With what is imperfect, with both tears and mirth,
With things that have an end, with life and earth,
And this moon that leaves me dark within the door.

This poem is in the public domain.

Haunt lonely and find when you lose your shadow
secretive house centipede on the old window

You pronounce Erinys as “Air-n-ease”
Alecto: the angry    Magaera: the grudging

Tisiphone: the avenger (voice of revenge)
“Women guardians of the natural order”

Think of the morning dream with ghosts     
Why draw the widow’s card and wear the gorgeous

Queen of Swords crown                Your job is
to rescue the not-dead woman before she enters

the incinerating garbage shoot      wrangle silver
raccoon power          Forever a fought doll

She said, “What do you know about Vietnam?”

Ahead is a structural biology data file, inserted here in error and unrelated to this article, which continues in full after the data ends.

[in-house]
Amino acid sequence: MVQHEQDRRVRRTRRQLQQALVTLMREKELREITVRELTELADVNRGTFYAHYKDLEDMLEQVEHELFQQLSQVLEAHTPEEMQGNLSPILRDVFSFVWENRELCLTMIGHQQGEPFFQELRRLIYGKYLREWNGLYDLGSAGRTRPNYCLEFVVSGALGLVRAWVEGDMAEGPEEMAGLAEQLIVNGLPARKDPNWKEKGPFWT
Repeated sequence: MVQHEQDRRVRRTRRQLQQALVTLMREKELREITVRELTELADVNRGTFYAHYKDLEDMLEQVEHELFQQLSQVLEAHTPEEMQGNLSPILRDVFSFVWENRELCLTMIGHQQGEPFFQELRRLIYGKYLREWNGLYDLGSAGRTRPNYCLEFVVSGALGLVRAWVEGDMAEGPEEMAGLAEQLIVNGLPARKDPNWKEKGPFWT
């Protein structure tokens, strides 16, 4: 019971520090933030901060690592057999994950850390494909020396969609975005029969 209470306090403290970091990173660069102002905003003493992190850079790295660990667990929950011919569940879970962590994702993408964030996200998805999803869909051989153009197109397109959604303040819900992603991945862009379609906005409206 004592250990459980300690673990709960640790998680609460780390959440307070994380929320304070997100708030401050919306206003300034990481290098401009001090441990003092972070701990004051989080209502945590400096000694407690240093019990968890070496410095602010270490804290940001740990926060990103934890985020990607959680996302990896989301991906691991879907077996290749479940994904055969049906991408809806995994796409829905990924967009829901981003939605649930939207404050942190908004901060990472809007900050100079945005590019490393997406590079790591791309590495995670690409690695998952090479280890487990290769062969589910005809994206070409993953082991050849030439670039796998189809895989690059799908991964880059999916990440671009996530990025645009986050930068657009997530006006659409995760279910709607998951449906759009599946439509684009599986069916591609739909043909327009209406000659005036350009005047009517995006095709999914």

Violet energy ingots      Tenuous knowing moment

Copyright © 2015 by Hoa Nguyen. Originally published in Poem-a-Day on October 20, 2015, by the Academy of American Poets.

          1.

When you have forgotten (to bring into 
   Play that fragrant morsel of rhetoric, 
Crisp as autumnal air), when you 
   Have forgotten, say, sun-lit corners, brick 
   Full of skyline, rowhomes, smokestacks, 
Billboards, littered rooftops & wondered 
What bread wrappers reflect of our hunger, 

          2. 

When you have forgotten wide-brimmed hats, 
   Sunday back-seat leather rides & church, 
The doorlock like a silver cane, the broad backs 
   Swaying or the great moan deep churning, 
   & the shimmer flick of flat sticks, the lurch 
Forward, skip, hands up Ailey-esque drop, 
When you have forgotten the meaningful bop, 

          3. 

Hustlers and their care-what-may, blasé 
   Ballet and flight, when you have forgotten 
Scruffy yards, miniature escapes, the way   
   Laundry lines strung up sag like shortened